Your Next Taco Bell Order Could Come with a Side of Electricity

Samson Amore

Samson Amore is a reporter for dot.LA. He holds a degree in journalism from Emerson College and previously covered technology and entertainment for TheWrap and reported on the SoCal startup scene for the Los Angeles Business Journal. Send tips or pitches to samsonamore@dot.la and find him on Twitter @Samsonamore.

​Concept of a Taco Bell with an electric car charging station in its parking lot.
Rendering courtesy of ChargeNet

Electric vehicle charging startup ChargeNet raised a $6.2 million seed round from local investors including the Los Angeles Cleantech Incubator, as it looks to expand its network of charging hubs at fast food restaurants across California.

Aligned Climate Capital, a New York-based venture capital firm with offices in Burbank, led the funding. Arts District-based Los Angeles Cleantech Incubator, which incubates startups focused on renewable energy technology, invested through its venture arm, the LACI Impact Fund. Nonprofit early-stage investor Tech Coast Angels also backed ChargeNet’s seed round, as did its San Diego chapter, San Diego Angels.


The funding will aid San Diego-based ChargeNet’s strategy of deploying solar-powered EV charging stations at fast food restaurant parking lots, starting with six charging ports at a Taco Bell in South San Francisco later this month. The company plans to add similar locations in and around Los Angeles as part of its goal of expanding to more than 80 fast food restaurants by the end of the year, ChargeNet CEO Tosh Dutt told dot.LA.

"We expect to expand into Los Angeles, as well as surrounding counties, in 2022 and are finalizing the specifics now,” Dutt said. “This is just the beginning for ChargeNet Stations in and around Southern California, and today's investment is fueling the growth.”

The fast food restaurants partnering with ChargeNet are able to use extra energy stored in the charging stations to power their own facilities, and may also qualify for green energy incentives offered by local and state governments.

A row of concept electric car charging stations in a fast food parking lot.A row of concept electric car charging stations in a fast food parking lot.Rendering courtesy of ChargeNet

“More than five million people eat at Taco Bell restaurants across the country every day,” Aligned Climate Capital COO Brendan Bell said in a statement. “ChargeNet brings fast charging to these drivers, and clean energy to the restaurants.”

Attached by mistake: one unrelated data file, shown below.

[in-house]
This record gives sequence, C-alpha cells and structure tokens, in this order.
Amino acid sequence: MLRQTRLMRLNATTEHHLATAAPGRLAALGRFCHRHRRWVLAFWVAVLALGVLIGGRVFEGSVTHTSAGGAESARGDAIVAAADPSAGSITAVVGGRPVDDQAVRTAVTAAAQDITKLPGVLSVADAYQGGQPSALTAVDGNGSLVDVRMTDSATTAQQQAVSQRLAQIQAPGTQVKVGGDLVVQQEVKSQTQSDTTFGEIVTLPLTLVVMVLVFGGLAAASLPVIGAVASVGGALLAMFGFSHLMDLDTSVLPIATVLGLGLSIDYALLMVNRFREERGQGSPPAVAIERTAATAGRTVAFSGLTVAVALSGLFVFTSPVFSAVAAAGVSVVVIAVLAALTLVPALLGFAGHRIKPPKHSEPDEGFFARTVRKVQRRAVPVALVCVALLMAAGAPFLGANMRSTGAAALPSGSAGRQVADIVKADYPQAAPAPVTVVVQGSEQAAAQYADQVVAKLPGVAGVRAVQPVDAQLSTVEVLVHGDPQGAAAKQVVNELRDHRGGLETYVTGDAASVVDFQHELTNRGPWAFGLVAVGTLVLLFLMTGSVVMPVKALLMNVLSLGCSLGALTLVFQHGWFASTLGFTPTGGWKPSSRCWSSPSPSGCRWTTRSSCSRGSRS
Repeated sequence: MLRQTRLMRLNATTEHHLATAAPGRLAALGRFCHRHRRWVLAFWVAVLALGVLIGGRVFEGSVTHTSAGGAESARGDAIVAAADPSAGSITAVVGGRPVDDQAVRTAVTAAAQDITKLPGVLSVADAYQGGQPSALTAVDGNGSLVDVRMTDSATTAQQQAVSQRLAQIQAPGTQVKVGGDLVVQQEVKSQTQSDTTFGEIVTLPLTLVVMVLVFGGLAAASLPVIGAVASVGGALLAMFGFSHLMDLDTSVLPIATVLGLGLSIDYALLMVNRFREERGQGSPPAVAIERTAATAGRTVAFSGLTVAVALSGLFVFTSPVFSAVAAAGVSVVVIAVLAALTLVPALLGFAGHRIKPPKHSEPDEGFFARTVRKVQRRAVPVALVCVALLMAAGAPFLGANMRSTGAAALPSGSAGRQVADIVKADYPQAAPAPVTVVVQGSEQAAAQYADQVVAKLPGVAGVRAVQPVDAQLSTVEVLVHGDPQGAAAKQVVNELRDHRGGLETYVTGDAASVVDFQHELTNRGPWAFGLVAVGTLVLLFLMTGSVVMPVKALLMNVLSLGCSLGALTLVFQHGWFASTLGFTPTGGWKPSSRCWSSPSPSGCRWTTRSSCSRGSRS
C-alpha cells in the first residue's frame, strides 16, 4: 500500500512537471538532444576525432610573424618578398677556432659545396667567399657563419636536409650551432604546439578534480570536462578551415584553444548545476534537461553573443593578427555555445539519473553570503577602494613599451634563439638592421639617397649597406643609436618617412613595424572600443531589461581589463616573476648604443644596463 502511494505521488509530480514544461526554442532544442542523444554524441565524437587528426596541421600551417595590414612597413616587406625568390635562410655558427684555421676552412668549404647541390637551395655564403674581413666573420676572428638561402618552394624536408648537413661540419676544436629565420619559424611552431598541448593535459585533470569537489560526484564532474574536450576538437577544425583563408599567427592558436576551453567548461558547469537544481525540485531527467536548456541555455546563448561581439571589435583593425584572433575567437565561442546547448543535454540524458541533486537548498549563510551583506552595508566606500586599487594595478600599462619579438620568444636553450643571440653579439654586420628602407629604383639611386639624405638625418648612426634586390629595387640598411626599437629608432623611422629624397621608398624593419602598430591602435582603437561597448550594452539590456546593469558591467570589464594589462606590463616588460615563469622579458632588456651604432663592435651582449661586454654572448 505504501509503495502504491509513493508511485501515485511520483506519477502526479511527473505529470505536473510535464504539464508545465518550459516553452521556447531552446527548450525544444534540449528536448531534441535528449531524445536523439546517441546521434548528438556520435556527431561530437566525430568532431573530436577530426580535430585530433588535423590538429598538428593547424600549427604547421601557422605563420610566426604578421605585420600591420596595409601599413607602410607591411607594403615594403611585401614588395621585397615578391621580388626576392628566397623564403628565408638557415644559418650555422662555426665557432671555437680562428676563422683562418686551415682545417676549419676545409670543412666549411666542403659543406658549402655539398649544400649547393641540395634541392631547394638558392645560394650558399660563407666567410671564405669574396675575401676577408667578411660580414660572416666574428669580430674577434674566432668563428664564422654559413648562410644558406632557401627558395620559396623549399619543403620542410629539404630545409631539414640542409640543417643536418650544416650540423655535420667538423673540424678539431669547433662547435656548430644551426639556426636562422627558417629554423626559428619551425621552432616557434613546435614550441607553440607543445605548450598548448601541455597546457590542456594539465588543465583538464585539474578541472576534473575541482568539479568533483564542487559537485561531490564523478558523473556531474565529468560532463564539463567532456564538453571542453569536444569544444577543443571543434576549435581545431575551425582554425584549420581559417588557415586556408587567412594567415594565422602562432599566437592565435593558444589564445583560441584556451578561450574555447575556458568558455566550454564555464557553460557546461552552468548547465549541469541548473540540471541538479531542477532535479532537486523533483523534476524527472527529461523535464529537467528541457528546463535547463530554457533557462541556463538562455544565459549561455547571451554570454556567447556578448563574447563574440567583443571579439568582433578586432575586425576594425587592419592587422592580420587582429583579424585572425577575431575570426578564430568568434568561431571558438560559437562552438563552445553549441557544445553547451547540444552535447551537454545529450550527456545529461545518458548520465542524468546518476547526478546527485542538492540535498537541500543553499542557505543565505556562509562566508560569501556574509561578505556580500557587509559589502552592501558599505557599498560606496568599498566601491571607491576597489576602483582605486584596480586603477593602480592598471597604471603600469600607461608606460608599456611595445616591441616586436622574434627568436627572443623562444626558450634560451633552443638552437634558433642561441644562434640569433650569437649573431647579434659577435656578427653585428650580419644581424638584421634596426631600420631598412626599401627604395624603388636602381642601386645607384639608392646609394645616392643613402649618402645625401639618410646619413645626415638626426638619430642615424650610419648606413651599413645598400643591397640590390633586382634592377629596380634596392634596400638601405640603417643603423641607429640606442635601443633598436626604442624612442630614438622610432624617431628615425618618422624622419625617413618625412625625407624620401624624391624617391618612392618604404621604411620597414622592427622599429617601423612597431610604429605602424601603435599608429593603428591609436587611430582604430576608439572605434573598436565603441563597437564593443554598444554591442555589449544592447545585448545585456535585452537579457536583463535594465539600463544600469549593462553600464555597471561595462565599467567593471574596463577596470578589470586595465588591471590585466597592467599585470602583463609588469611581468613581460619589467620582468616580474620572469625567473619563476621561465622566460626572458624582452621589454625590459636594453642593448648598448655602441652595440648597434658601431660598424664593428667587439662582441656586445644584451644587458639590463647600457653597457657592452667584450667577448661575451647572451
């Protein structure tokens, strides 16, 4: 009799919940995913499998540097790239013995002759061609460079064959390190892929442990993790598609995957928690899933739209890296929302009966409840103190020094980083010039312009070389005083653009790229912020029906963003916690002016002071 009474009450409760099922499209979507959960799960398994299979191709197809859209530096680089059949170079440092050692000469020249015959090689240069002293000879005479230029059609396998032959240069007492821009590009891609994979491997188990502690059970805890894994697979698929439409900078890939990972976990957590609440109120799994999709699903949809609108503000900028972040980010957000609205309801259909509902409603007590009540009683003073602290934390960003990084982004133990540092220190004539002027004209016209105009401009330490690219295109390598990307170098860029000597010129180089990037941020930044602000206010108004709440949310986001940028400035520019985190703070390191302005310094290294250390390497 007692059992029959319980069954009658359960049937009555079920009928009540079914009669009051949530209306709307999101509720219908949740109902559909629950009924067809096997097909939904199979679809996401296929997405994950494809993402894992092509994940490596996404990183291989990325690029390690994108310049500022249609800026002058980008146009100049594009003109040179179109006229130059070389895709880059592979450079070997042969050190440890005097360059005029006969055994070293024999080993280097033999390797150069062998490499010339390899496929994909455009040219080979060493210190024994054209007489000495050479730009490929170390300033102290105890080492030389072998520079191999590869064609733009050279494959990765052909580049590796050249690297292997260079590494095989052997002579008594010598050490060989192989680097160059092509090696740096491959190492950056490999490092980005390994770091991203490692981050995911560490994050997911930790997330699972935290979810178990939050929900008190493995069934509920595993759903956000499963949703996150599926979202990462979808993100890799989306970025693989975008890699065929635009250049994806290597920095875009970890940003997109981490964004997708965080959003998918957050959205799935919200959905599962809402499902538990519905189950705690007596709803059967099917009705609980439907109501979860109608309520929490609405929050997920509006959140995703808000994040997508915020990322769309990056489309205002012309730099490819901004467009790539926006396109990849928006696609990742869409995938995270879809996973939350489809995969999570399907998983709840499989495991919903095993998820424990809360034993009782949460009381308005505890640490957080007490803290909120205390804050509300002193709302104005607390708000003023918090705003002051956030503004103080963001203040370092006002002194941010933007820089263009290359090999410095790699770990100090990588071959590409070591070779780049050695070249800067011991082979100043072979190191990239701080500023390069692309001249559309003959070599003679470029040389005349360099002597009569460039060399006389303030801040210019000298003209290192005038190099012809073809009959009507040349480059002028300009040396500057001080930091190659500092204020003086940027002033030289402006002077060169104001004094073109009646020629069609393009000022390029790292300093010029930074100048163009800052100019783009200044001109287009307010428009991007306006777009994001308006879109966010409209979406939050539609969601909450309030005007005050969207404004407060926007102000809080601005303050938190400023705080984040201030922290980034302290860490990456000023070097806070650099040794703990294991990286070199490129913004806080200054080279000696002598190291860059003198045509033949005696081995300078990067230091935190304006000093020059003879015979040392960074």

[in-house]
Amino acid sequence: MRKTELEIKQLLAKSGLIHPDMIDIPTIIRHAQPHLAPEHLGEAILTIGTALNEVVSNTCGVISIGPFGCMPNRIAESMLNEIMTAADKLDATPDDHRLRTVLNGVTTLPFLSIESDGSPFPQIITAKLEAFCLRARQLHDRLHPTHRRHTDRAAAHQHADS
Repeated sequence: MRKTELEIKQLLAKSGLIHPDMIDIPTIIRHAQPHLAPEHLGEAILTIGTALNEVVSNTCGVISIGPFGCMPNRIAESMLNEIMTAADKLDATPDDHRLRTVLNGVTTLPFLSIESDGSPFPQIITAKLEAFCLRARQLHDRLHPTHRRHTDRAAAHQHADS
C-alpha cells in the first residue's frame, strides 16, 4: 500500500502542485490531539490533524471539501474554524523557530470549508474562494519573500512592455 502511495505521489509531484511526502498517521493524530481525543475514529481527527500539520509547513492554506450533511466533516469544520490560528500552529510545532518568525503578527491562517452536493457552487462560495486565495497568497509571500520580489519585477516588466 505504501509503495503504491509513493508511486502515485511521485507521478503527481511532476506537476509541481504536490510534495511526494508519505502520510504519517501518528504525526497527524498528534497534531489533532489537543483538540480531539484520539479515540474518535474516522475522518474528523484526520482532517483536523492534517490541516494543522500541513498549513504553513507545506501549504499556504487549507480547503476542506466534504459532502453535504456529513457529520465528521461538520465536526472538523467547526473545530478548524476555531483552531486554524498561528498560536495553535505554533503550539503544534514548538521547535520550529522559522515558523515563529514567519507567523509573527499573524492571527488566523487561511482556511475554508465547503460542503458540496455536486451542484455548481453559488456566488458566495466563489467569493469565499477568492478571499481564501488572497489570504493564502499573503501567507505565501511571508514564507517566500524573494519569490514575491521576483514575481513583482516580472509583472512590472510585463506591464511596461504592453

The LACI Impact Fund backed ChargeNet in part because the company was among its Spring 2021 group of companies joining the incubator. ChargeNet also was a finalist in a February 2021 pitch competition for funding led by the University of San Diego’s Knauss School of Business.

Dutt said the chargers are designed for quick use, and can give customers a 100-mile charge in 15 minutes at a cost of around $10. That’s cheap compared to L.A. County gas prices, which currently average $4.68 per gallon, according to AAA.

Dutt is an alumni of USC and has worked with companies focused on renewable energy for the majority of his career, including as a technical sales engineer at Honeywell. He founded ChargeNet in 2019 with chief operating officer Venus Jenkins and chief technical officer Rebecca Wolkoff, who previously worked at Tesla.

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Genies Wants To Help Creators Build ‘Avatar Ecosystems’

Christian Hetrick

Christian Hetrick is dot.LA's Entertainment Tech Reporter. He was formerly a business reporter for the Philadelphia Inquirer and reported on New Jersey politics for the Observer and the Press of Atlantic City.

Genies Wants To Help Creators Build ‘Avatar Ecosystems’

When avatar startup Genies raised $150 million in April, the company released an unusual message to the public: “Farewell.”

The Marina del Rey-based unicorn, which makes cartoon-like avatars for celebrities and aims to “build an avatar for every single person on Earth,” didn’t go under. Rather, Genies announced it would stay quiet for a while to focus on building avatar-creation products.

Genies representatives told dot.LA that the firm is now seeking more creators to try its creation tools for 3D avatars, digital fashion items and virtual experiences. On Thursday, the startup launched a three-week program called DIY Collective, which will mentor and financially support up-and-coming creatives.